Review: The Tragedy of Fidel Castro by João Cerqueira

EBOOK; 151 P.

When God receives a request from Fátima to help prevent a war between Fidel Castro and JFK, he asks his son, Jesus, to return to Earth and diffuse the conflict. On his island, Fidel Castro faces protests on the streets and realizes that he is about to be overthrown. Alone, surrounded, and aware that the end is fast approaching, he plays his last card. Meanwhile, Christ arrives on Earth and teams up with Fátima, who is convinced she can create a miracle to avoid the final battle between JFK and Fidel Castro and save the world as we know it. At the end, something really extraordinary happens!

Humorous, rich with metaphor, and refreshingly imaginative, The Tragedy of Fidel Castro was chosen as the book-of-the-month and book-of-the-year by Os Meus Livros magazine.

The Tragedy of Fidel Castro is a political and religious satire about the war of ideas between The United States and Republic of Cuba in the 1960s. It features both J.F. Kennedy as well as Fidel Castro in their camps, the people surrounding them, as well as God and Jesus looking down at the human kind and trying to figure out if they can do anything to stop it. However, as the author mentions in the beginning of the book, all the characters in this book are fictional.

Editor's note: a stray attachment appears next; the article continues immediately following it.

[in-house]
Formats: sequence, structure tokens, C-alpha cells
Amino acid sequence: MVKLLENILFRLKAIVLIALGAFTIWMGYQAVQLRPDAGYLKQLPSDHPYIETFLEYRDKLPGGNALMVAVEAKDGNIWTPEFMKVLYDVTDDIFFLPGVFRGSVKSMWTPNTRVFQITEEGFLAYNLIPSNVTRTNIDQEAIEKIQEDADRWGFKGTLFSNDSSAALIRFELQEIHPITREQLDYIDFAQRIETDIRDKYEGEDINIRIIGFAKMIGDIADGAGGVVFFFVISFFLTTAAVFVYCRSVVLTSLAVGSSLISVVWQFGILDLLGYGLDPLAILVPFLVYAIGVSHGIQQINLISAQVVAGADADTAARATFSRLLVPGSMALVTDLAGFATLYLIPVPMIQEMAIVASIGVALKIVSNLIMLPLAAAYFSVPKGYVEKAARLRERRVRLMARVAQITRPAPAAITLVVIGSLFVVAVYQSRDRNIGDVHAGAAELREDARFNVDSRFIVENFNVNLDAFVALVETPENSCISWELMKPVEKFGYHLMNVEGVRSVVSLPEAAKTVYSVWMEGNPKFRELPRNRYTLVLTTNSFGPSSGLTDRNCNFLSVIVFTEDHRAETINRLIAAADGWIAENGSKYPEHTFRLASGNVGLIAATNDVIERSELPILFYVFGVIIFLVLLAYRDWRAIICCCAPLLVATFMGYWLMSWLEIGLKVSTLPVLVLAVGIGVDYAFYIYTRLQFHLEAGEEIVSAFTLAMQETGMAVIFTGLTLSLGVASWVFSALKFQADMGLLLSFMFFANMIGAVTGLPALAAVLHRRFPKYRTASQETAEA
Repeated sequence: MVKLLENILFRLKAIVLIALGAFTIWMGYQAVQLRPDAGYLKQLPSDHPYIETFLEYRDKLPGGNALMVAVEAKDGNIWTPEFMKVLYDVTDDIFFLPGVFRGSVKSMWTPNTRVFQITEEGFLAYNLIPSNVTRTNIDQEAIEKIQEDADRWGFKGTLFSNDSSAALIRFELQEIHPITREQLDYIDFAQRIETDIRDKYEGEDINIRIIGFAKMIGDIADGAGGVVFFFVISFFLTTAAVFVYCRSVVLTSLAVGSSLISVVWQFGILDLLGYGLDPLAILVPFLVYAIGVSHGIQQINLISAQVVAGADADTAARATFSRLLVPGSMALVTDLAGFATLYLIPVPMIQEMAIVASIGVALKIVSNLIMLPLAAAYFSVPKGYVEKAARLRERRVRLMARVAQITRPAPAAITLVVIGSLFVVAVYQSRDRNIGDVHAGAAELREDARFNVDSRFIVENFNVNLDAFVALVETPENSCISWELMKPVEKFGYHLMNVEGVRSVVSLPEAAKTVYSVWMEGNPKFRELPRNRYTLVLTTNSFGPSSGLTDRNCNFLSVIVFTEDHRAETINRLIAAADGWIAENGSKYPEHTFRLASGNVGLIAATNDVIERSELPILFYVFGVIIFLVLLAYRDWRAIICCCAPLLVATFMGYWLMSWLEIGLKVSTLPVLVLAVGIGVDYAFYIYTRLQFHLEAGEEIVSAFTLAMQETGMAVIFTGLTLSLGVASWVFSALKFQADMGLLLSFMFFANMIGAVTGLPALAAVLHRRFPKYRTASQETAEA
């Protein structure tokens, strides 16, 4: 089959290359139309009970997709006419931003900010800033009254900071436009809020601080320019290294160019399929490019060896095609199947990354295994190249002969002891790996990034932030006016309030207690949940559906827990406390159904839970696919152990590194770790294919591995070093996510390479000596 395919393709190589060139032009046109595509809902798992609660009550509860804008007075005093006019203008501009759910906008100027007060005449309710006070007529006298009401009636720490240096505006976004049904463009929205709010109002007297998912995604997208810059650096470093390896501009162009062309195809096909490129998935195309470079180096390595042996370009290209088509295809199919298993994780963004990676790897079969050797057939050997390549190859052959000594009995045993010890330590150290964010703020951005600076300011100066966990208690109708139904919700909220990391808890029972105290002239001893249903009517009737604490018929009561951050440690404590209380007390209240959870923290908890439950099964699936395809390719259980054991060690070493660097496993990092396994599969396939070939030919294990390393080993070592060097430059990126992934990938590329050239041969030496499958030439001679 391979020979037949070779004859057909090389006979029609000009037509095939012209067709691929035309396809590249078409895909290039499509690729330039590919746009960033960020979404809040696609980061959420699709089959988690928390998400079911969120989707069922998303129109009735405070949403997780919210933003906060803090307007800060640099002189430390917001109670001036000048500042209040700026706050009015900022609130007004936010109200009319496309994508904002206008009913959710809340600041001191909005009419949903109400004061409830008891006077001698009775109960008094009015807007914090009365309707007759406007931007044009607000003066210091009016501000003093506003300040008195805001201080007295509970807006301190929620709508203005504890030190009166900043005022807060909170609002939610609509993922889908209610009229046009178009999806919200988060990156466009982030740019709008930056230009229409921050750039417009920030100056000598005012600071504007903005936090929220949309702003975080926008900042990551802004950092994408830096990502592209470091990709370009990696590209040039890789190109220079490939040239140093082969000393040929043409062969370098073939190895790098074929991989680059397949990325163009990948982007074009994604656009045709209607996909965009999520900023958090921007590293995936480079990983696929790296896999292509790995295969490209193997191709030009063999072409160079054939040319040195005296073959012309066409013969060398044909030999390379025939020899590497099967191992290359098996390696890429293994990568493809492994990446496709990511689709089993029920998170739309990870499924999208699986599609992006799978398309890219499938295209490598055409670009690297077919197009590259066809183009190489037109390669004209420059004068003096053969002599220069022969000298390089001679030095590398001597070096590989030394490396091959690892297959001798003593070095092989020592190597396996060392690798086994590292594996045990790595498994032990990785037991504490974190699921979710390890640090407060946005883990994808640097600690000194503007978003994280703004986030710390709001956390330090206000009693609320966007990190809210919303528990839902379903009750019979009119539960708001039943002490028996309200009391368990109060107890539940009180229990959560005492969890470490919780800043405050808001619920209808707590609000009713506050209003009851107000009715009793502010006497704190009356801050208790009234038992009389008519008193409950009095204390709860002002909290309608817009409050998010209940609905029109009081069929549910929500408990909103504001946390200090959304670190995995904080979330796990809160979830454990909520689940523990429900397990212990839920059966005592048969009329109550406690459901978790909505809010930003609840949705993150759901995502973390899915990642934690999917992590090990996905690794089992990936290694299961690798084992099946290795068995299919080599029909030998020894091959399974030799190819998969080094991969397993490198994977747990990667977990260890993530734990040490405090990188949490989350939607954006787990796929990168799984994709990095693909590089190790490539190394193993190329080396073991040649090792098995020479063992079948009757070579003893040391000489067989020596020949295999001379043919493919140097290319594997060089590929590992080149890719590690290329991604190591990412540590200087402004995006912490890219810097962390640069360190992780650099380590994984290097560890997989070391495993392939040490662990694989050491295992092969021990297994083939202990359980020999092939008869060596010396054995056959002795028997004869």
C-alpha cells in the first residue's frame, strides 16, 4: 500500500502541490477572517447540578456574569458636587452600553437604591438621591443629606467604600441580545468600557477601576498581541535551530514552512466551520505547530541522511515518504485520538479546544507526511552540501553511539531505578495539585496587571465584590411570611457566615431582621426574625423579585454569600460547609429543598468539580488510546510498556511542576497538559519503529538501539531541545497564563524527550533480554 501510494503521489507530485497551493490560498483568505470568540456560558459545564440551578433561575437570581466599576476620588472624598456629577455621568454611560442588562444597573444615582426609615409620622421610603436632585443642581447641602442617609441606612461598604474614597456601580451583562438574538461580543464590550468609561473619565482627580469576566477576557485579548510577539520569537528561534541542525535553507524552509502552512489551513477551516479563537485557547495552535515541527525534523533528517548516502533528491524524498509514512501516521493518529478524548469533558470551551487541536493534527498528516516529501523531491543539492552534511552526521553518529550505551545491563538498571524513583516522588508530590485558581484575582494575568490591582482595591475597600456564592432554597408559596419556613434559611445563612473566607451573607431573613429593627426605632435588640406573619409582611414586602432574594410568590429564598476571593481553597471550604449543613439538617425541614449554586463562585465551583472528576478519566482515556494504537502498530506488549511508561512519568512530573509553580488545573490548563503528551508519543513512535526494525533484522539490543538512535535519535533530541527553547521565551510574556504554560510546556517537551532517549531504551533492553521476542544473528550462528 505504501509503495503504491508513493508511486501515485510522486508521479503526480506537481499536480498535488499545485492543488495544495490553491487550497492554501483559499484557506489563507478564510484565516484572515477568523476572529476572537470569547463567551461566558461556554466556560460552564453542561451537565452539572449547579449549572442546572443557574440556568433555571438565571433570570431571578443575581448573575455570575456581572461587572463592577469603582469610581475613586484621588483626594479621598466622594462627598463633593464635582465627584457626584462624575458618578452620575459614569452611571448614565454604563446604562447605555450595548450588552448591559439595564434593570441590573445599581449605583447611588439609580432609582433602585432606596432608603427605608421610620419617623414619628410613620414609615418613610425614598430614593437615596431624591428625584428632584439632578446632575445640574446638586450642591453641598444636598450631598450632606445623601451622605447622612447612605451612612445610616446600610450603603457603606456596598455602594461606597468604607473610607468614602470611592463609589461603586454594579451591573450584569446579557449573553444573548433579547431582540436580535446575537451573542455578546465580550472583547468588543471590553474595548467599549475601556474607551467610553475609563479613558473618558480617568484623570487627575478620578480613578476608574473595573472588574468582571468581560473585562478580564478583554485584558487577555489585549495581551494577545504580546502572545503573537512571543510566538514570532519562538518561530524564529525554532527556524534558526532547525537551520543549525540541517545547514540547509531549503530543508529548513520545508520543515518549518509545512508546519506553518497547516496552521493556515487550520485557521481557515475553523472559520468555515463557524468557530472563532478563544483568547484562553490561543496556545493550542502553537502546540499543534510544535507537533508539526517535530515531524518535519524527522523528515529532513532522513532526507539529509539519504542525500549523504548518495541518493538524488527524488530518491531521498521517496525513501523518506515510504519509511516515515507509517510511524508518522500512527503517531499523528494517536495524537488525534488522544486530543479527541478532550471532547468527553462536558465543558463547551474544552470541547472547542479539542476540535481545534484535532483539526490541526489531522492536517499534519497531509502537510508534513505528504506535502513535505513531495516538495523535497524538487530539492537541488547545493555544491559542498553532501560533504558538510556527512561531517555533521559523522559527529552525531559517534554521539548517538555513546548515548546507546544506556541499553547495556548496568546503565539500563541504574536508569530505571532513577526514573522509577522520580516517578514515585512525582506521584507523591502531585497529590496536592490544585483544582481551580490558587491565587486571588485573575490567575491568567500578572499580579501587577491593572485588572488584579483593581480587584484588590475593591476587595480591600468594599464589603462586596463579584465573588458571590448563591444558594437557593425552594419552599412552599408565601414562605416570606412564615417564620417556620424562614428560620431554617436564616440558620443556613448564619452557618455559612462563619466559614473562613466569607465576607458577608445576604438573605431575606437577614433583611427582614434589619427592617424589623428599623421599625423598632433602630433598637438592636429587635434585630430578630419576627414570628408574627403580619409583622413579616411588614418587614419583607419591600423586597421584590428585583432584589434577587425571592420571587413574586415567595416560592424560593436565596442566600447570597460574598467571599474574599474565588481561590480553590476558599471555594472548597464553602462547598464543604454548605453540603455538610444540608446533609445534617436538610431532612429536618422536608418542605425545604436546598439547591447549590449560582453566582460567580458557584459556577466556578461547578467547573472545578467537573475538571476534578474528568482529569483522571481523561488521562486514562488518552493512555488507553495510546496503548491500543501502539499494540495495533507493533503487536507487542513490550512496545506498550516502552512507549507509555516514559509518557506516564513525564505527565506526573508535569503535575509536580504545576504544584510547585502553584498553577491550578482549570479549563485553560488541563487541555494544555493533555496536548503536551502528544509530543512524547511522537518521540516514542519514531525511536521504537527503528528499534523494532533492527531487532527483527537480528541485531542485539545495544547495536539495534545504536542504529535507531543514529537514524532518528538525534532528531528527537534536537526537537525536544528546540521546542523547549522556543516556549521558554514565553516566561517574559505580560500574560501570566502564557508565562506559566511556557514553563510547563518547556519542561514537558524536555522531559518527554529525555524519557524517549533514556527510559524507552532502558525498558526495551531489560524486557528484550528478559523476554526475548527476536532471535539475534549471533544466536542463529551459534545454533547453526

As a minor student in political studies and generally enjoying dark humour, this book sounded like it would be something that I’d enjoy. And I wasn’t wrong.  However, already based on the description, I know that The Tragedy of Fidel Castro is going to turn off some people. The book does not cater to every taste and I can imagine that some might take offence on some of the humour, especially the religious satire. However, especially in questions of political elites and democracy, I found the sarcastic tone to be on point and straight laughed out loud to some of the scenes in the book. It reminded me of Mark Twain’s Letters from the Earth and proved that pen is mightier than sword.

The book deals with many topics – giving glimpses of all kinds of different situations that the political (and religious) leaders face – that provide The Tragedy of Fidel Castro variety, but it also makes it slightly confusing as the narration moves from one character to another without any seeming connection or overlooking plot line. There were moments of sheer brilliance and scenes that pulled me straight into the world of the book, but then again, there were also parts that I felt were a bit stretched and could have been edited a bit further. The Tragedy of Fidel Castro is also one of the few translated novels I’ve read this year as it was originally published in Portuguese. I’d recommend this book to readers who enjoy reading about political figures (even if fictional) and about what could have happened in the communism-capitalism battle of ideologies.


I received a complimentary copy of this book from the author in exchange for my honest review.